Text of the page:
County Manager's Office

Business Office

Executive Summary and Strategies

Despite a continued decrease in homelessness across the United States, Seminole County continues to experience a year over year increase in homelessness.   The Orlando/Orange, Osceola, and Seminole area is recognized as having the largest number of chronically homeless people among smaller city, county, and regional Continuum of Care areas. (Henry, Cortes, & Morris, 2013)
While many Florida counties have experienced decreases in homelessness, Orange and Seminole Counties are at record levels. Seminole County’s annual Point in Time counts revealed a 23% increase in homelessness from 2012.  (Council on Homelessness, State of Florida Department of Children and Families, 2013)
In June, 2013, Beth Davalos with Seminole County School’s Families in Transition program reported there were approximately 2,236 homeless students in Seminole County, a year over year 20% increase in homeless students. (Davalos, 2013)  Since then, the number of homelessness children in Seminole County has increased another 10%.  (Families in Transition, 2013)
 
The “Community Conversation on Homelessness” (CCoH) began in 2010 as a collaborative effort among homeless stakeholders in Seminole County. (Martin & Saunders, 2010) The “Conversation” has resulted in an ongoing effort to reduce and prevent homelessness. Specifically:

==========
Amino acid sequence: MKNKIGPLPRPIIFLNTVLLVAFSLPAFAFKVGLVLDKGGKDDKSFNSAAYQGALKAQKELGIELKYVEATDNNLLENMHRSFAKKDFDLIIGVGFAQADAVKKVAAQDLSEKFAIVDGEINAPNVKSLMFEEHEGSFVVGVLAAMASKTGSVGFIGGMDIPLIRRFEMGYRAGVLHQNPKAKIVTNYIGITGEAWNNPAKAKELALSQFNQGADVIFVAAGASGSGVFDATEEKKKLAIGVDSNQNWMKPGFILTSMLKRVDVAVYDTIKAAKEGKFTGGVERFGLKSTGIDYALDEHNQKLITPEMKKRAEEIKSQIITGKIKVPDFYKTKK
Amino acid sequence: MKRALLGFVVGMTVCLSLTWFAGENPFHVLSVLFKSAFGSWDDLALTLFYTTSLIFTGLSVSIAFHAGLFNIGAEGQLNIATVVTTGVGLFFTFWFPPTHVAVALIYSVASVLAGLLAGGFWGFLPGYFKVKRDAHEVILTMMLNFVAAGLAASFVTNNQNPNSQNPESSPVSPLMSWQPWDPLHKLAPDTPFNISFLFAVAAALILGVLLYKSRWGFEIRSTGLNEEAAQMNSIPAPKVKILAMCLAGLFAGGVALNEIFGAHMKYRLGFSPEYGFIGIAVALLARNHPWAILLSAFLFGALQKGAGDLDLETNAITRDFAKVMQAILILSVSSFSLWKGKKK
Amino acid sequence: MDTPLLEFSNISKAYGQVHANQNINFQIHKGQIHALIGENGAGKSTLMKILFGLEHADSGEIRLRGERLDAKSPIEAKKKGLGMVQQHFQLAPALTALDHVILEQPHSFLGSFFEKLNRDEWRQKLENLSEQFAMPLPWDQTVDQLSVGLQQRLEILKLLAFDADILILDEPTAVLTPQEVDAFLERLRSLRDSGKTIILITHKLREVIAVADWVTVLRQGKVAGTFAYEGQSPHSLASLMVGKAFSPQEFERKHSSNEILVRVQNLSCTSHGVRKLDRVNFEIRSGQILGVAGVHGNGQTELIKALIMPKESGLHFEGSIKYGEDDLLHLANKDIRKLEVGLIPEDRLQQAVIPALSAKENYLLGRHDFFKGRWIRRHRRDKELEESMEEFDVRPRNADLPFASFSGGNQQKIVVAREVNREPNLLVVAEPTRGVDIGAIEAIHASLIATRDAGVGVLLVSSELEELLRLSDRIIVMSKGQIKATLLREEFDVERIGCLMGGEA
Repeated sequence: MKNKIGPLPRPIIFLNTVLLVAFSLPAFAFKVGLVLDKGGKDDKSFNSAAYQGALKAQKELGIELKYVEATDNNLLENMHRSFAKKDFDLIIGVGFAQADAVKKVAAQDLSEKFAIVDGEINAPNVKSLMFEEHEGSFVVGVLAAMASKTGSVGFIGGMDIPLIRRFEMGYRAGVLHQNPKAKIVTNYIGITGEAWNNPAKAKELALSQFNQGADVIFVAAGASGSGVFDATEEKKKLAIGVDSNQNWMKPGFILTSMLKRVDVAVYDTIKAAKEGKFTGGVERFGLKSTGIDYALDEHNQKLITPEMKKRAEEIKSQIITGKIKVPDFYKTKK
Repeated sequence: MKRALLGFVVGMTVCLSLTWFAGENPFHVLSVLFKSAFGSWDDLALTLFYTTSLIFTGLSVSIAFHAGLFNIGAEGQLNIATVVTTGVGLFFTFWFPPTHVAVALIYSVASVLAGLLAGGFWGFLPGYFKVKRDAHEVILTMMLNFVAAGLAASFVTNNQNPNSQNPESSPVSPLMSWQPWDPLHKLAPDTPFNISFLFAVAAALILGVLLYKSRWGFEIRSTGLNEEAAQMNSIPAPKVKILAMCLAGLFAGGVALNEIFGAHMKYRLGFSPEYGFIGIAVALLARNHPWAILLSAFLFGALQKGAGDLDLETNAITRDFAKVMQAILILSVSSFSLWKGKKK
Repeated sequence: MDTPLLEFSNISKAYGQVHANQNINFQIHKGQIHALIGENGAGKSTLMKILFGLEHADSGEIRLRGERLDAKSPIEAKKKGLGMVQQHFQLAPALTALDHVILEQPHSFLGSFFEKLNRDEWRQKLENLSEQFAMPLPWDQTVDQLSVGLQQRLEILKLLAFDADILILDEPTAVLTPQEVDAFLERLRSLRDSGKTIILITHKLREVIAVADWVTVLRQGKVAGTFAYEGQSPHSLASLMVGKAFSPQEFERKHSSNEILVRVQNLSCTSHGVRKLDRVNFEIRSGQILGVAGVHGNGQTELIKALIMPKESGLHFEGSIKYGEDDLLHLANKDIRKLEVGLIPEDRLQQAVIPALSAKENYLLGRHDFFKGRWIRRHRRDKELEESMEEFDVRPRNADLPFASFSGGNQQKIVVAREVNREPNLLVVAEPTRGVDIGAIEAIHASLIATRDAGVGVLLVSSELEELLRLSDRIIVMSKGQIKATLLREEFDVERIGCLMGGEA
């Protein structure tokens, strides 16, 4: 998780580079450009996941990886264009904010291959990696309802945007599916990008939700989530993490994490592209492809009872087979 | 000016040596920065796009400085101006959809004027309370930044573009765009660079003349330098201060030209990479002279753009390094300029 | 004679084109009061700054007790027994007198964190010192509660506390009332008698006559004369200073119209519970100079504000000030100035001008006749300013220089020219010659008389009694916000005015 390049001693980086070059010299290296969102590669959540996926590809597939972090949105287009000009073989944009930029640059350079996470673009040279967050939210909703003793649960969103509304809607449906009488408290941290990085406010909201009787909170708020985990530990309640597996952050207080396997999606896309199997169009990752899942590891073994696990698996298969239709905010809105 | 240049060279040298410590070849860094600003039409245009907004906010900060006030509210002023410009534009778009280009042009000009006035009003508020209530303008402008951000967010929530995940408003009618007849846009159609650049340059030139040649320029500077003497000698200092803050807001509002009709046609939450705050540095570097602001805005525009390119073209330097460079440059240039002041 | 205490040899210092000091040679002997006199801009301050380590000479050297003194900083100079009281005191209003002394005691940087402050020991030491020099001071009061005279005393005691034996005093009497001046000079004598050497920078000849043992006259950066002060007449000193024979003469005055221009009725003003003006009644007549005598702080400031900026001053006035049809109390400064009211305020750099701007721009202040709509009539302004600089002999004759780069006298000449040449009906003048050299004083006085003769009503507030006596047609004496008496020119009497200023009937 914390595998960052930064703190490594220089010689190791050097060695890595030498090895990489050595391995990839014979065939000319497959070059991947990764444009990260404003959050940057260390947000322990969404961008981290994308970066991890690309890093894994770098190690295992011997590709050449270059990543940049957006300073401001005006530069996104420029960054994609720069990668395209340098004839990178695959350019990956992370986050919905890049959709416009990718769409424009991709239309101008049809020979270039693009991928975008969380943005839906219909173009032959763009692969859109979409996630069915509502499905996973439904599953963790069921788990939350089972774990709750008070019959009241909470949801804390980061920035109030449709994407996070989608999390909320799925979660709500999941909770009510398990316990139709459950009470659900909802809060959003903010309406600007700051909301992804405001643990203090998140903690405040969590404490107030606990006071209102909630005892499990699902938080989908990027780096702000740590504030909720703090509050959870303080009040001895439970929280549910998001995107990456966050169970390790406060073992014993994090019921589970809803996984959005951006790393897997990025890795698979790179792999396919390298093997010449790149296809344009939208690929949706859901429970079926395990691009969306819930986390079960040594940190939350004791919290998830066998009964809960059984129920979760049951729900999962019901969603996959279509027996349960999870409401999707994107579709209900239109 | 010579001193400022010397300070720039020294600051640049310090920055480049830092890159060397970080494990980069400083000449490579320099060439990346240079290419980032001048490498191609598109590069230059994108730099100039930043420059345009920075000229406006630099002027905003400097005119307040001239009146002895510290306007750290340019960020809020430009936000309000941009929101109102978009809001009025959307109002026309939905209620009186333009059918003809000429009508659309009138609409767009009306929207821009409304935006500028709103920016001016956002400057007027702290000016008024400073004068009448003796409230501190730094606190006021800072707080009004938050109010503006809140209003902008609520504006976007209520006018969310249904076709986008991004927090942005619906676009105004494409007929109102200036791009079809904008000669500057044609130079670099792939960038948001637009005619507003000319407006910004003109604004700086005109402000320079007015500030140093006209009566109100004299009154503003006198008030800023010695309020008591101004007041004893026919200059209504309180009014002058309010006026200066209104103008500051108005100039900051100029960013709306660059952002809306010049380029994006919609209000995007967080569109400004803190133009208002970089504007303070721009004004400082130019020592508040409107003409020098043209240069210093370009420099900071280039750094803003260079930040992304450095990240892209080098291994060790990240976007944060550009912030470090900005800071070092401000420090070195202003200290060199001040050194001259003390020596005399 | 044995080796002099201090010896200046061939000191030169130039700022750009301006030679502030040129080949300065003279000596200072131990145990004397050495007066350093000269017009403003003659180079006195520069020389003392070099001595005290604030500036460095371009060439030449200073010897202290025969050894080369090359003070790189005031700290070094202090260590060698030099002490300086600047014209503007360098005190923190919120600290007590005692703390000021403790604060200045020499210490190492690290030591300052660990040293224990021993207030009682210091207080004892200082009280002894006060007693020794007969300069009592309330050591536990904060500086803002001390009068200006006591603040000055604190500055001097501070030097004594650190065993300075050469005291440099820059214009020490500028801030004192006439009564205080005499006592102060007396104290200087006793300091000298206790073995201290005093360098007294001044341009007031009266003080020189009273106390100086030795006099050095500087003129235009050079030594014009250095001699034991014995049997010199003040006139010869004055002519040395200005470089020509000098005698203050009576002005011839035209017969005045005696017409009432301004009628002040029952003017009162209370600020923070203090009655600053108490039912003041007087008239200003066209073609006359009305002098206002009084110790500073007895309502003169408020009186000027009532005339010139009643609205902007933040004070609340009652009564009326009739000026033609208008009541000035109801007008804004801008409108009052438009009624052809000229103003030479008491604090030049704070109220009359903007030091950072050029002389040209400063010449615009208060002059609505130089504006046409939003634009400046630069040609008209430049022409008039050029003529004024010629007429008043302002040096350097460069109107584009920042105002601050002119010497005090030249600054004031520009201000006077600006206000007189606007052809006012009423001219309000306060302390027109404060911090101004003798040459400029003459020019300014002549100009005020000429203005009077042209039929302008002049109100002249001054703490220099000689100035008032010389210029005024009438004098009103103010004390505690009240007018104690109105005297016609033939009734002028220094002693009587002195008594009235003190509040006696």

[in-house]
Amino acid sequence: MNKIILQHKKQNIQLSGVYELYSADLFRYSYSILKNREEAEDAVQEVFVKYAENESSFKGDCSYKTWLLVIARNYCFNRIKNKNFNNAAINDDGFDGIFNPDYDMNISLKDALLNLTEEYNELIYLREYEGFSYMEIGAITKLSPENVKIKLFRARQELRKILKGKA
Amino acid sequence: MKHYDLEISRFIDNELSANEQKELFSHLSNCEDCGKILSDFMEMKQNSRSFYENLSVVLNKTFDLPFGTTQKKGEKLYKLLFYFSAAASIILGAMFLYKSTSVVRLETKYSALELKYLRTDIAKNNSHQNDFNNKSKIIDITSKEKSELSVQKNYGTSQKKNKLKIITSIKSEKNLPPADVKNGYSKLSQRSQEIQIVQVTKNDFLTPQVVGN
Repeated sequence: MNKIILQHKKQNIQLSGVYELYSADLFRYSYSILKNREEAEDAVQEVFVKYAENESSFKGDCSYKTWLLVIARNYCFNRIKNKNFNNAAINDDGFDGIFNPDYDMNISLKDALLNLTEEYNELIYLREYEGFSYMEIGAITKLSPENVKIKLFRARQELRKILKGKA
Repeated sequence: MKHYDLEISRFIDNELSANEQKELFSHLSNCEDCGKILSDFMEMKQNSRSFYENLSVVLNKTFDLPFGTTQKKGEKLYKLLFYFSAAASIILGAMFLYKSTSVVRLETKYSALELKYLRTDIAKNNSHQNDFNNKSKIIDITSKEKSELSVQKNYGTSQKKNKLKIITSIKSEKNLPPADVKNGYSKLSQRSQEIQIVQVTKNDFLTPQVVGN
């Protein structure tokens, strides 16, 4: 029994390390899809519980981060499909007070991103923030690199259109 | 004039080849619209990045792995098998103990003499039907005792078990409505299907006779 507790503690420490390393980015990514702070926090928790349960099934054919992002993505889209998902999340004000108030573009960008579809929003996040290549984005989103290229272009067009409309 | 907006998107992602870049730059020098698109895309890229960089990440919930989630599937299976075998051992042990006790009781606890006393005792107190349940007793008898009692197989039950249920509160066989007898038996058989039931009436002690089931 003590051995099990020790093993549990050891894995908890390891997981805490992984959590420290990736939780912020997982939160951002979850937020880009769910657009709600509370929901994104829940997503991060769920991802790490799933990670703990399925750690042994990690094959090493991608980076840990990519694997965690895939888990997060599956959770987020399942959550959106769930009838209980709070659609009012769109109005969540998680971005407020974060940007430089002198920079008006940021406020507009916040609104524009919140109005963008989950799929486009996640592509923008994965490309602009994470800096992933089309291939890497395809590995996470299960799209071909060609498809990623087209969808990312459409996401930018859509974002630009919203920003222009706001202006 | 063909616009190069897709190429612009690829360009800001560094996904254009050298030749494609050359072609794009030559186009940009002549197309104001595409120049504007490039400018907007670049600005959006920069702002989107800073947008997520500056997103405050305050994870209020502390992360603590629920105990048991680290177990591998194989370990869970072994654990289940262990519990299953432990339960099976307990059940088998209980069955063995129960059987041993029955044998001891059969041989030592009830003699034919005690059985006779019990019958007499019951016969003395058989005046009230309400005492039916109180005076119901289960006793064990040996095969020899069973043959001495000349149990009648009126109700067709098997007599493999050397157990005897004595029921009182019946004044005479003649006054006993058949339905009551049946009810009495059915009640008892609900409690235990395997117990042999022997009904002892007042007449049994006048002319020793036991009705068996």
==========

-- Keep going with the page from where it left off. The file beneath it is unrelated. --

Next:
Vision:  No person in Seminole County has to be homeless. 
Mission: To have a coordinated system of care through community collaboration and evidence-based “best practices” that ensures access to housing and supportive services.
Outcome: Reduce and prevent homelessness through an increase in housing opportunities and supportive services capacity leading to self-sufficiency.
(Fussell, 2011)
The Community Conversation on Homelessness utilizes a committee based structure to consider and act on learnings and proposals generated from periodic CCoH meetings and the Orlando based “Regional Commission on Homelessness”. Recent CCoH governance and subcommittee recommendations have resulted in four revised solution strategies with subtending activities.  Specifically: